These birds may have bland plumage and lack easy-to-identify markings, but their bold FEEE-beee song is a distinctive raspy whistle with emphasis on the first syllable. The typical call is a sharp "chip" sound, and some raspy chattering are also part of the eastern phoebe's repertoire. These birds typically sing from a high, exposed perch, and they are an easily recognizable part of the dawn chorus each spring.

Eastern Phoebe
Jen Goellnitz / Flickr / Used With Permission
Eastern Phoebe
Chris Luczkow / Flickr / CC by 2.0
Eastern Phoebe
Eastern Phoebe Katja Schulz / Flickr / CC by 2.0

Eastern Phoebe Habitat and Distribution

These flycatchers prefer open deciduous woodlands as well as agricultural areas and wooded riparian corridors. In suburban areas, they are often found in parks or cemeteries. They are found throughout the eastern and southern United States, southern Canada, and even into the Caribbean, depending on the season.

Migration Pattern

Eastern phoebes stay in appropriate habitats year-round from central and eastern Texas through Arkansas and the northern portions of Mississippi, Alabama, and Georgia into Tennessee, southern Kentucky, western North Carolina, and northern South Carolina. During the summer breeding season, these birds spread much further north, ranging into the boreal forest of southern Canada and as far north as suitable habitat in the southern Northwest Territories. In the United States, eastern phoebes breed as far west as North Dakota, and in the east, they are found throughout New England and into Maine. In winter, these phoebes migrate to central and eastern Mexico as well as the southeastern United States and throughout Florida. A few birds may also spend winter in the Caribbean.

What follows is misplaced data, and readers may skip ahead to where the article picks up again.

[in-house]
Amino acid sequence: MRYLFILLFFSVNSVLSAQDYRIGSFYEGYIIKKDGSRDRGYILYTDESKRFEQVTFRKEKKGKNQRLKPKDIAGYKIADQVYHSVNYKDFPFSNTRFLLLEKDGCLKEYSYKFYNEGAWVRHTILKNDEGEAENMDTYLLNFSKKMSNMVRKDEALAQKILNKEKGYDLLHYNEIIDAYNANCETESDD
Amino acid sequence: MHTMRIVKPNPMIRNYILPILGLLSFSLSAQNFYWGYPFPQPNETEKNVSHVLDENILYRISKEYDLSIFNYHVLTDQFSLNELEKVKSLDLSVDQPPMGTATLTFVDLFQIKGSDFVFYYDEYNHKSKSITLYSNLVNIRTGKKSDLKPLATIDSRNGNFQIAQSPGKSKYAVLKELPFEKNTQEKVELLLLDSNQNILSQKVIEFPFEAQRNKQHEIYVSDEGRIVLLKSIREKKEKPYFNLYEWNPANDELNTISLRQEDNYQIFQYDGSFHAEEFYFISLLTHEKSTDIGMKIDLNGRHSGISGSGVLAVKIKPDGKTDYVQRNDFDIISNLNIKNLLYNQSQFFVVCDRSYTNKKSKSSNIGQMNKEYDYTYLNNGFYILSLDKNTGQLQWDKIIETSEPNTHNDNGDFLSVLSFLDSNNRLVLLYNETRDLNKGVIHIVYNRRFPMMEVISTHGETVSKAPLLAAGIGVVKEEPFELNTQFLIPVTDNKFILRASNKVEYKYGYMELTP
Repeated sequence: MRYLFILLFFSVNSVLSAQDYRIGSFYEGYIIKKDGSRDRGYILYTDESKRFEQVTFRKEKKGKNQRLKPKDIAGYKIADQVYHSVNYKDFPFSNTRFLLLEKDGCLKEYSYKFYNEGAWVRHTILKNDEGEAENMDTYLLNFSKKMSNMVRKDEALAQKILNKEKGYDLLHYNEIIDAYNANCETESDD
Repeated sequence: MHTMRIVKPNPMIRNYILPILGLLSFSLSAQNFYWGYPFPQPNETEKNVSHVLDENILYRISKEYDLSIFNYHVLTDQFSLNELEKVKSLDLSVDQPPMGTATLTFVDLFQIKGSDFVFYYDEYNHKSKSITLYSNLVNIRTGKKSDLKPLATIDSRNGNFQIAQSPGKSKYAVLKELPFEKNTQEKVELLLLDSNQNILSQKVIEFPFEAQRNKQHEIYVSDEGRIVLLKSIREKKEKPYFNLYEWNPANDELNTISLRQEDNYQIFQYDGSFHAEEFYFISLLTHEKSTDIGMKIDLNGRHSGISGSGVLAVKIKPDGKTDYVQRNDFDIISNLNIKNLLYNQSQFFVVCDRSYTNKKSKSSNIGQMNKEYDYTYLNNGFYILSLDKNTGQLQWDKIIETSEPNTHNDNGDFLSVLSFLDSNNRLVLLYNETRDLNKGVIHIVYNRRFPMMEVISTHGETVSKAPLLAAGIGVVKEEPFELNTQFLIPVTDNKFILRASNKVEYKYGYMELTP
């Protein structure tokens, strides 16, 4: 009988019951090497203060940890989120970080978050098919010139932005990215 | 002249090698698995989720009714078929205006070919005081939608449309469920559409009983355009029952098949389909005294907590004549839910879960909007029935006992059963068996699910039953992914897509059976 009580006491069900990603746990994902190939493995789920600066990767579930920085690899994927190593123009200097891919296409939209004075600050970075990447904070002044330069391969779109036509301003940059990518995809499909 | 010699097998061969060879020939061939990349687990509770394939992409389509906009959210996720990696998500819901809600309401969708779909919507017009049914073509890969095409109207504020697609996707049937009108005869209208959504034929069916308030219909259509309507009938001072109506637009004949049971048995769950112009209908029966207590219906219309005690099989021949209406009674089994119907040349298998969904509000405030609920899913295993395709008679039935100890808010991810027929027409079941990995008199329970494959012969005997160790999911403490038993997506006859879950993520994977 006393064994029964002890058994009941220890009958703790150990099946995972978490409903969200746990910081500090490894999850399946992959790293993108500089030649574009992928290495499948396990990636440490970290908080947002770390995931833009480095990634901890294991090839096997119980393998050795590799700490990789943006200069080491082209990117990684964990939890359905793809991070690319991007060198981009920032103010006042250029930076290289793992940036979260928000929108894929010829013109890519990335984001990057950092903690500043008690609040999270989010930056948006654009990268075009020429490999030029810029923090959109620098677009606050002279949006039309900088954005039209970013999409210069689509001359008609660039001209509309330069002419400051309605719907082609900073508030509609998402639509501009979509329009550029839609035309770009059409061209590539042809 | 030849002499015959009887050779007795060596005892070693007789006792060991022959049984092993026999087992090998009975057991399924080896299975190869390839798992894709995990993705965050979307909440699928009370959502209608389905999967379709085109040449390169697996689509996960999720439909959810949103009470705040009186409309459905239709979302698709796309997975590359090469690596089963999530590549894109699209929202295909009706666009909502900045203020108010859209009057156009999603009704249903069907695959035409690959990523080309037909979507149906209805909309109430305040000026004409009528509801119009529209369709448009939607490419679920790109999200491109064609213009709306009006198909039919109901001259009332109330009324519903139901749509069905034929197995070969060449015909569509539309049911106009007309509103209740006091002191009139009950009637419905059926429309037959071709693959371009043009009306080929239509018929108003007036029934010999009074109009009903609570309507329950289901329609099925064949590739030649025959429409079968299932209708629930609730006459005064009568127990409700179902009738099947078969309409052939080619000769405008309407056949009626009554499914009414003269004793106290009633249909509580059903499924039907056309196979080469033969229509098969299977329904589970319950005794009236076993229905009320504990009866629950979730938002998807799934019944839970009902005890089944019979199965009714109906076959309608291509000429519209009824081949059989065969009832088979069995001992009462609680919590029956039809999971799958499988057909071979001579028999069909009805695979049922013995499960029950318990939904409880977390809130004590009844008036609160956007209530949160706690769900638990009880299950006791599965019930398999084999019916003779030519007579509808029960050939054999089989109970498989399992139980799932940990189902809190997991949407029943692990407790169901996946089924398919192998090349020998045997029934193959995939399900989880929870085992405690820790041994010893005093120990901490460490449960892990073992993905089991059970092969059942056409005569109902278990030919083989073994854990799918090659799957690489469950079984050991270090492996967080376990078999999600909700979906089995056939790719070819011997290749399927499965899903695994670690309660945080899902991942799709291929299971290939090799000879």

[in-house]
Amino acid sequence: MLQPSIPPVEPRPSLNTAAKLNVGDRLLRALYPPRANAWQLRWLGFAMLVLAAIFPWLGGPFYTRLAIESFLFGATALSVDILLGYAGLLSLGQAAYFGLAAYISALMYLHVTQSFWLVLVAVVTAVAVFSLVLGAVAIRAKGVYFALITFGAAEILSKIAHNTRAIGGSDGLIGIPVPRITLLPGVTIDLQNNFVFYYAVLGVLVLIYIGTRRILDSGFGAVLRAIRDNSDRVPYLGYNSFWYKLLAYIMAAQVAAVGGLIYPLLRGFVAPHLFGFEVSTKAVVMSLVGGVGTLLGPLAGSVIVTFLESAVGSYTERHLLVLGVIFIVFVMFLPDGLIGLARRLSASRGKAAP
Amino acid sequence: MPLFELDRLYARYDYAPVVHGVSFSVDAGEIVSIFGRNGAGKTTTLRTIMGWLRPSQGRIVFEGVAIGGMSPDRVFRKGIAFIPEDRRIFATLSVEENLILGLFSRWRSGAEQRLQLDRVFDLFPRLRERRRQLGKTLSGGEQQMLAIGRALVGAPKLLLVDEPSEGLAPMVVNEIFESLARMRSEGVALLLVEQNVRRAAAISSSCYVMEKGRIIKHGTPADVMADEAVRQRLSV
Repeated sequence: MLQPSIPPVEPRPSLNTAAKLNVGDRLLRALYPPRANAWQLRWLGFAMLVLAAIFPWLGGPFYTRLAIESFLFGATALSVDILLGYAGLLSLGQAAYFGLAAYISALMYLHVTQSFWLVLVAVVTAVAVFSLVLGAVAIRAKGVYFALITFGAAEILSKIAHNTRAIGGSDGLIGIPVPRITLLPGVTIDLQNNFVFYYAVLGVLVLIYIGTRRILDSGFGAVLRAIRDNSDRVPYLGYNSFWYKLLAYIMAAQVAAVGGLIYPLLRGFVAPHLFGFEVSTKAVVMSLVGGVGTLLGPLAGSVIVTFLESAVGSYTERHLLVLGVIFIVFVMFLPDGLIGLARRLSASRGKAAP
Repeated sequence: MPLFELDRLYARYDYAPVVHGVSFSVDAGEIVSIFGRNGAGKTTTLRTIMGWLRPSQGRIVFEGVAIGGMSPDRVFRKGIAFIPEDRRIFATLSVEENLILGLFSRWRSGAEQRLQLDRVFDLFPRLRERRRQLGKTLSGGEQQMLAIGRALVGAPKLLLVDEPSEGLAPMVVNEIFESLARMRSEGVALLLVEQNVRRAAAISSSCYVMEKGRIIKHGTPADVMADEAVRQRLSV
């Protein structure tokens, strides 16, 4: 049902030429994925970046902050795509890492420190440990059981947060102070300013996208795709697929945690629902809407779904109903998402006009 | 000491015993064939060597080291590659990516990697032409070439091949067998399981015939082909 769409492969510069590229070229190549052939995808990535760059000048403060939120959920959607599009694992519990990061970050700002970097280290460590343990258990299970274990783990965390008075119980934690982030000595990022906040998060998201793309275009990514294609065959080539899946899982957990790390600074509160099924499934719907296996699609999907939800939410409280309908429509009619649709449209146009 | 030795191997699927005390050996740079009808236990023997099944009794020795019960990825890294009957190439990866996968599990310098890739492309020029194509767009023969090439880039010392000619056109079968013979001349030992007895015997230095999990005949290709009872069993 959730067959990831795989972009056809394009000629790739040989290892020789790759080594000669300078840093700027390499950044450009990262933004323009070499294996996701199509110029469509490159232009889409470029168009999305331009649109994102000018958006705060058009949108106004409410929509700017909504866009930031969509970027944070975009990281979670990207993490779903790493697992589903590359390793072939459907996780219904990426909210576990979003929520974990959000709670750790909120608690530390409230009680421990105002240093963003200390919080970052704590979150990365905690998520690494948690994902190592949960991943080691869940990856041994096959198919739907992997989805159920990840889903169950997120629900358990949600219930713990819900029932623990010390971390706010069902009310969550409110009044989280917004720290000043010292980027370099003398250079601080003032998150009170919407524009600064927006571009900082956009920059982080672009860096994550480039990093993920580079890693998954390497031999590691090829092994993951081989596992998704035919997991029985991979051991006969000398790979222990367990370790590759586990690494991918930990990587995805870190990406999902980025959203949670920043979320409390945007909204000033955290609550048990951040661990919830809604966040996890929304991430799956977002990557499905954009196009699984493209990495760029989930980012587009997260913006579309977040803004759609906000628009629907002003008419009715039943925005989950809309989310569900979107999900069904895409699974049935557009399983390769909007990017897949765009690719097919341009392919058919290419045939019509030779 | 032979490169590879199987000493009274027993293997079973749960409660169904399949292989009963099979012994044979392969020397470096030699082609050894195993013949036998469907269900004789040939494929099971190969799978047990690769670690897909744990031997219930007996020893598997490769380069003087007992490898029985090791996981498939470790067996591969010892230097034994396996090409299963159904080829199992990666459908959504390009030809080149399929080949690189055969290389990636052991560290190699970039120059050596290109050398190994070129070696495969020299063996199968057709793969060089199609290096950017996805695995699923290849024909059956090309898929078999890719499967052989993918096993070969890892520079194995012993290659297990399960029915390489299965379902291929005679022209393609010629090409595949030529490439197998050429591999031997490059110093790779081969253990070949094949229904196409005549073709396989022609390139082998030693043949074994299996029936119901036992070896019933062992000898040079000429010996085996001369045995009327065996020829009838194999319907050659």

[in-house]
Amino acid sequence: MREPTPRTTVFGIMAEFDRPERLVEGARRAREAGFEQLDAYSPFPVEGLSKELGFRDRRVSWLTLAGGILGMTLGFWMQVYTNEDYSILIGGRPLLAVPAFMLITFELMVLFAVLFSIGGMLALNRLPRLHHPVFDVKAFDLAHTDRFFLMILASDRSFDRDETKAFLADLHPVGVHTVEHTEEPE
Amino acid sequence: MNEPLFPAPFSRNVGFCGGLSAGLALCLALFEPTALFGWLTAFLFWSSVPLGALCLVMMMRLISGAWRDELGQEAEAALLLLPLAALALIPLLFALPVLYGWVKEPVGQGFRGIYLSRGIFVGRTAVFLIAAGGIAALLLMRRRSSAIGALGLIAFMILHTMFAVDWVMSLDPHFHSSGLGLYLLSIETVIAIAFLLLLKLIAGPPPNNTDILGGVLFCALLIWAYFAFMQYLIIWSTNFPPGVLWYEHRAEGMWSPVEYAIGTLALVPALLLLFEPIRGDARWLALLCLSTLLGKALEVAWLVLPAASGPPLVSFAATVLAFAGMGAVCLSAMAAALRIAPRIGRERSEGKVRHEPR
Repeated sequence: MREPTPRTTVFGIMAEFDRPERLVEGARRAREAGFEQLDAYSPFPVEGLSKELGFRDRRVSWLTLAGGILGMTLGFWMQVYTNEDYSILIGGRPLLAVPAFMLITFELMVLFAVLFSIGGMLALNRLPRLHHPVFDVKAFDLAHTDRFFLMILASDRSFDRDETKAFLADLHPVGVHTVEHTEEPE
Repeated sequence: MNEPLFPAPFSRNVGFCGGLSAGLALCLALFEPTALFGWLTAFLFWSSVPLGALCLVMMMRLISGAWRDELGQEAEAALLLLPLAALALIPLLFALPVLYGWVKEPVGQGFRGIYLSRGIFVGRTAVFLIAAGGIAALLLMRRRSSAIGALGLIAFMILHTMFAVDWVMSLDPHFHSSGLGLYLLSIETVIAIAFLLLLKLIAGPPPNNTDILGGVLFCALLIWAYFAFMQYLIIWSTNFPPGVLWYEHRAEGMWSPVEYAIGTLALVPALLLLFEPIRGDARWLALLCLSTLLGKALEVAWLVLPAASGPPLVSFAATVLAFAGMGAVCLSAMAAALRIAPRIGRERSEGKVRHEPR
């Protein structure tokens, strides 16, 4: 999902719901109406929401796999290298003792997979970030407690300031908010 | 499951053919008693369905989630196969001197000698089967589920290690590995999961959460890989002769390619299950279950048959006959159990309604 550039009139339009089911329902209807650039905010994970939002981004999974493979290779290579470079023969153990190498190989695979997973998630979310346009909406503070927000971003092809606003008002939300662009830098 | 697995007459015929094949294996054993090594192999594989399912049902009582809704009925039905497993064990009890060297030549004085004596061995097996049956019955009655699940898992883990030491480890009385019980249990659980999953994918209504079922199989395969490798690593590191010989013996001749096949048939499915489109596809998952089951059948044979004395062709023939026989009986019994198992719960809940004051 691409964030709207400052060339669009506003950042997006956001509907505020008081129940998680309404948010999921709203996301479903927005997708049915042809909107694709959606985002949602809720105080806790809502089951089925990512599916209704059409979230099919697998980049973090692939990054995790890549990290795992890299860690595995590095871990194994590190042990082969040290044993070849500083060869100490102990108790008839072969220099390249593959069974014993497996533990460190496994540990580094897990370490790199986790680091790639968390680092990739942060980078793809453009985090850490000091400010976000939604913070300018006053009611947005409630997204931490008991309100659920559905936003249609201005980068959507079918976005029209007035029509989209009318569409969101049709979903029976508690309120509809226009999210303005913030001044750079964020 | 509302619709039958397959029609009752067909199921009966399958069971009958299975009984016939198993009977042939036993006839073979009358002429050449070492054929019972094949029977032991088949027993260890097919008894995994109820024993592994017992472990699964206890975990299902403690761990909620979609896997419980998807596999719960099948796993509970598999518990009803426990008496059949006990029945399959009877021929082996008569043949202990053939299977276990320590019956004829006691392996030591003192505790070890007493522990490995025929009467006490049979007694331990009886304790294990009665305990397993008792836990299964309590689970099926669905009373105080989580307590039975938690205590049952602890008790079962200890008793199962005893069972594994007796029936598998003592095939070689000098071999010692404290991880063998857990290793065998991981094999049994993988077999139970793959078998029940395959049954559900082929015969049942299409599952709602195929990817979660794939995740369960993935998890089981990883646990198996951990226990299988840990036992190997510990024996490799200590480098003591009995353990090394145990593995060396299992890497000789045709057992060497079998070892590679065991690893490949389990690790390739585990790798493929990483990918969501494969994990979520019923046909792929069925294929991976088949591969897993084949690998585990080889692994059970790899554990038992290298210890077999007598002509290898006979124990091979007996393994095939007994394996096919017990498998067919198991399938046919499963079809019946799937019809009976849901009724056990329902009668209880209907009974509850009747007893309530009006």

Vagrant sightings are regularly recorded much further west than expected, usually in fall. One eastern phoebe has also been recorded in England, presumably after getting lost on migration.